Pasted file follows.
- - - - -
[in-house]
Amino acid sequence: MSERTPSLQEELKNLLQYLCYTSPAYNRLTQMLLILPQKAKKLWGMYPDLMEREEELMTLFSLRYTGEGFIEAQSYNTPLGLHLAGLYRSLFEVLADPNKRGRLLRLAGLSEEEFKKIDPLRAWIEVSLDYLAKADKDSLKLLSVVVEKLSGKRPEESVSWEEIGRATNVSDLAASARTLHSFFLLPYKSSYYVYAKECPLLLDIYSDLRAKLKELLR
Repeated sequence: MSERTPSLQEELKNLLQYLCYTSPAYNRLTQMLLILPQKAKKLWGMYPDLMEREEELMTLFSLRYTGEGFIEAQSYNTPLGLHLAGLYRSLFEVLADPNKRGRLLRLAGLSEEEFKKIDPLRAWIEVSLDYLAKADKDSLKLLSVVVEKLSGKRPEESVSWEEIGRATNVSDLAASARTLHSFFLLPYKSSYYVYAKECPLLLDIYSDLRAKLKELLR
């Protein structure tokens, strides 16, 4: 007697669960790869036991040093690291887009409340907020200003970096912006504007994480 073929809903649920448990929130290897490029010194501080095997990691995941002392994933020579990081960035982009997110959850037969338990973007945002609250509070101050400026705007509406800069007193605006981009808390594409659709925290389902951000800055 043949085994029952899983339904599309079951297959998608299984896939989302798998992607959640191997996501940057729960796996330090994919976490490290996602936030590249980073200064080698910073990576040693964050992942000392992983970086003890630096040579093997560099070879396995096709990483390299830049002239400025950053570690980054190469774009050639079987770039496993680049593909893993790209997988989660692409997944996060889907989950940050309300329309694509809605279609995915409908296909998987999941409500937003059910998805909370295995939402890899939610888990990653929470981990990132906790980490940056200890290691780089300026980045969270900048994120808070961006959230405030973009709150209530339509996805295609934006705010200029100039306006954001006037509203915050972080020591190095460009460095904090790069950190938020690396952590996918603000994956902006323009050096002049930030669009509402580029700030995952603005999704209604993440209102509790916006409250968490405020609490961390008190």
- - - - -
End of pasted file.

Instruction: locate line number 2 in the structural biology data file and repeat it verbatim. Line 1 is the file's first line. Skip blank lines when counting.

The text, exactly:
Amino acid sequence: MSERTPSLQEELKNLLQYLCYTSPAYNRLTQMLLILPQKAKKLWGMYPDLMEREEELMTLFSLRYTGEGFIEAQSYNTPLGLHLAGLYRSLFEVLADPNKRGRLLRLAGLSEEEFKKIDPLRAWIEVSLDYLAKADKDSLKLLSVVVEKLSGKRPEESVSWEEIGRATNVSDLAASARTLHSFFLLPYKSSYYVYAKECPLLLDIYSDLRAKLKELLR